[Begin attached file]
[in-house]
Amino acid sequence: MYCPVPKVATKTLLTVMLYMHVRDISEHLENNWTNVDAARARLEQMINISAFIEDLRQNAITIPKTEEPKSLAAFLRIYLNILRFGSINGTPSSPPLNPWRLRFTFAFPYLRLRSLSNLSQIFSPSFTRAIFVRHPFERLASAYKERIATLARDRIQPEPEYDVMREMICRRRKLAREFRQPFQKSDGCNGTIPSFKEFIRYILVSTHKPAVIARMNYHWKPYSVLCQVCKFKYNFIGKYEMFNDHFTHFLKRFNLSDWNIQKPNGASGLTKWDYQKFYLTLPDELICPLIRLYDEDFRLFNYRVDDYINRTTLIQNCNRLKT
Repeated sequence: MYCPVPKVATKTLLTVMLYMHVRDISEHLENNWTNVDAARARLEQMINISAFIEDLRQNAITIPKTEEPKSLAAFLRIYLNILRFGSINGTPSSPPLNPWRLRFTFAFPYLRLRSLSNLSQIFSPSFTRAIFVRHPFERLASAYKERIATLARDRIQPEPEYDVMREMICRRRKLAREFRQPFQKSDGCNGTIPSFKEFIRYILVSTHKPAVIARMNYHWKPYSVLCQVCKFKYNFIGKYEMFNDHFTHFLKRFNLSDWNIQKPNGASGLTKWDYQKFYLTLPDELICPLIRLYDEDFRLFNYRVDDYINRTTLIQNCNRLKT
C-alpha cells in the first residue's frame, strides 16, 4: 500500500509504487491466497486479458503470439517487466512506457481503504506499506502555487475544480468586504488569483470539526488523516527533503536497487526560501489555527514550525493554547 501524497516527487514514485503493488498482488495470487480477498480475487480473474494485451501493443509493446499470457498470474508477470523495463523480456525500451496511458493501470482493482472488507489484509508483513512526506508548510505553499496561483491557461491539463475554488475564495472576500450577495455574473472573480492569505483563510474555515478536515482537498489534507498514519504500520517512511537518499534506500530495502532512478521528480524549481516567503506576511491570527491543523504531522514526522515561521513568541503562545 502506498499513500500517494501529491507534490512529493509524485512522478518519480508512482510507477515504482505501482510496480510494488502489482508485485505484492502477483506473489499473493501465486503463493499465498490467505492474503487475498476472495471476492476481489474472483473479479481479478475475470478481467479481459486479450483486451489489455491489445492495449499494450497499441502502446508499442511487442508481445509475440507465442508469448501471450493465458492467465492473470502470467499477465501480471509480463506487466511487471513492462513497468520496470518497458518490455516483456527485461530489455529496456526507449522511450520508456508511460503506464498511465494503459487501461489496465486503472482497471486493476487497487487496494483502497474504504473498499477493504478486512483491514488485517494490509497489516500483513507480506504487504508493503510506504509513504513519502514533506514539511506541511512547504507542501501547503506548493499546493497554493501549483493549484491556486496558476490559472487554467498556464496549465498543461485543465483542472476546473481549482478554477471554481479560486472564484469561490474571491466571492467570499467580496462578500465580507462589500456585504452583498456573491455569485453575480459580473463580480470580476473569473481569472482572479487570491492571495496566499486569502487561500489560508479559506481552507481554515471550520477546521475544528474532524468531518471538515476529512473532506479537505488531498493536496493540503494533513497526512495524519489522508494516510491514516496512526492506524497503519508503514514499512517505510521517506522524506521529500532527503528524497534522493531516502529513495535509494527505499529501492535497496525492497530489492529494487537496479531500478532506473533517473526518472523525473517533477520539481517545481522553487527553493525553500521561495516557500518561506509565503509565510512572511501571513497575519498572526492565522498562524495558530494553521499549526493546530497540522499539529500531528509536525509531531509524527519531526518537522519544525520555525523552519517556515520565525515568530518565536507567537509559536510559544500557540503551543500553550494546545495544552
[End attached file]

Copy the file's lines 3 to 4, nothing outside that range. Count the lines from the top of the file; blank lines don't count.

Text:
Repeated sequence: MYCPVPKVATKTLLTVMLYMHVRDISEHLENNWTNVDAARARLEQMINISAFIEDLRQNAITIPKTEEPKSLAAFLRIYLNILRFGSINGTPSSPPLNPWRLRFTFAFPYLRLRSLSNLSQIFSPSFTRAIFVRHPFERLASAYKERIATLARDRIQPEPEYDVMREMICRRRKLAREFRQPFQKSDGCNGTIPSFKEFIRYILVSTHKPAVIARMNYHWKPYSVLCQVCKFKYNFIGKYEMFNDHFTHFLKRFNLSDWNIQKPNGASGLTKWDYQKFYLTLPDELICPLIRLYDEDFRLFNYRVDDYINRTTLIQNCNRLKT
C-alpha cells in the first residue's frame, strides 16, 4: 500500500509504487491466497486479458503470439517487466512506457481503504506499506502555487475544480468586504488569483470539526488523516527533503536497487526560501489555527514550525493554547 501524497516527487514514485503493488498482488495470487480477498480475487480473474494485451501493443509493446499470457498470474508477470523495463523480456525500451496511458493501470482493482472488507489484509508483513512526506508548510505553499496561483491557461491539463475554488475564495472576500450577495455574473472573480492569505483563510474555515478536515482537498489534507498514519504500520517512511537518499534506500530495502532512478521528480524549481516567503506576511491570527491543523504531522514526522515561521513568541503562545 502506498499513500500517494501529491507534490512529493509524485512522478518519480508512482510507477515504482505501482510496480510494488502489482508485485505484492502477483506473489499473493501465486503463493499465498490467505492474503487475498476472495471476492476481489474472483473479479481479478475475470478481467479481459486479450483486451489489455491489445492495449499494450497499441502502446508499442511487442508481445509475440507465442508469448501471450493465458492467465492473470502470467499477465501480471509480463506487466511487471513492462513497468520496470518497458518490455516483456527485461530489455529496456526507449522511450520508456508511460503506464498511465494503459487501461489496465486503472482497471486493476487497487487496494483502497474504504473498499477493504478486512483491514488485517494490509497489516500483513507480506504487504508493503510506504509513504513519502514533506514539511506541511512547504507542501501547503506548493499546493497554493501549483493549484491556486496558476490559472487554467498556464496549465498543461485543465483542472476546473481549482478554477471554481479560486472564484469561490474571491466571492467570499467580496462578500465580507462589500456585504452583498456573491455569485453575480459580473463580480470580476473569473481569472482572479487570491492571495496566499486569502487561500489560508479559506481552507481554515471550520477546521475544528474532524468531518471538515476529512473532506479537505488531498493536496493540503494533513497526512495524519489522508494516510491514516496512526492506524497503519508503514514499512517505510521517506522524506521529500532527503528524497534522493531516502529513495535509494527505499529501492535497496525492497530489492529494487537496479531500478532506473533517473526518472523525473517533477520539481517545481522553487527553493525553500521561495516557500518561506509565503509565510512572511501571513497575519498572526492565522498562524495558530494553521499549526493546530497540522499539529500531528509536525509531531509524527519531526518537522519544525520555525523552519517556515520565525515568530518565536507567537509559536510559544500557540503551543500553550494546545495544552